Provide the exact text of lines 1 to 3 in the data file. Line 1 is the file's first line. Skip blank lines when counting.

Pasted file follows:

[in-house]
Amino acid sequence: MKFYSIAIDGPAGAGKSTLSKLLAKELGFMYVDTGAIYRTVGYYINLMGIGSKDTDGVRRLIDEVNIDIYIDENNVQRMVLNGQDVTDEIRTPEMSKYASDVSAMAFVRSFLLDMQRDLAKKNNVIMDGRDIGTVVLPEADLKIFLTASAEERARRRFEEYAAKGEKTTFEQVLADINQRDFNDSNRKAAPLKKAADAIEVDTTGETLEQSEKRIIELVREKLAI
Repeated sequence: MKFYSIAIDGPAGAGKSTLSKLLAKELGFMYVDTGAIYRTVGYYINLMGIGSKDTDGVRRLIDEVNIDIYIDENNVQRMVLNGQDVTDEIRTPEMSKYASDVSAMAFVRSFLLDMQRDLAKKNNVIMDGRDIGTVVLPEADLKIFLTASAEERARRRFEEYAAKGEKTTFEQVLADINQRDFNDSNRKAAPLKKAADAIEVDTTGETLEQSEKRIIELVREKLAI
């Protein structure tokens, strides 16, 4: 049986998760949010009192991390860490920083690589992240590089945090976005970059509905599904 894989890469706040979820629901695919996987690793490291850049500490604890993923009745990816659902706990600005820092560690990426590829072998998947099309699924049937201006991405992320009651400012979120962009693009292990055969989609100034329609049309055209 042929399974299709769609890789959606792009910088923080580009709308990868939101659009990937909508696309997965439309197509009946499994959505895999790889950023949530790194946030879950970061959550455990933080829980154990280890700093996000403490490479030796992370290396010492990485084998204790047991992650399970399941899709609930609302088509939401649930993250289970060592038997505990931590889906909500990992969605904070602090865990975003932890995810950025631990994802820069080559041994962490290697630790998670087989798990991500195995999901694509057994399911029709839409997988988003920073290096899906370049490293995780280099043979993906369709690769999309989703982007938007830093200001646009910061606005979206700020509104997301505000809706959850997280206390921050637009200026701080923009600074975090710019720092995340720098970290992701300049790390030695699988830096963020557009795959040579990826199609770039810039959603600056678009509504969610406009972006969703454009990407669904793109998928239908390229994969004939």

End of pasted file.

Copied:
[in-house]
Amino acid sequence: MKFYSIAIDGPAGAGKSTLSKLLAKELGFMYVDTGAIYRTVGYYINLMGIGSKDTDGVRRLIDEVNIDIYIDENNVQRMVLNGQDVTDEIRTPEMSKYASDVSAMAFVRSFLLDMQRDLAKKNNVIMDGRDIGTVVLPEADLKIFLTASAEERARRRFEEYAAKGEKTTFEQVLADINQRDFNDSNRKAAPLKKAADAIEVDTTGETLEQSEKRIIELVREKLAI
Repeated sequence: MKFYSIAIDGPAGAGKSTLSKLLAKELGFMYVDTGAIYRTVGYYINLMGIGSKDTDGVRRLIDEVNIDIYIDENNVQRMVLNGQDVTDEIRTPEMSKYASDVSAMAFVRSFLLDMQRDLAKKNNVIMDGRDIGTVVLPEADLKIFLTASAEERARRRFEEYAAKGEKTTFEQVLADINQRDFNDSNRKAAPLKKAADAIEVDTTGETLEQSEKRIIELVREKLAI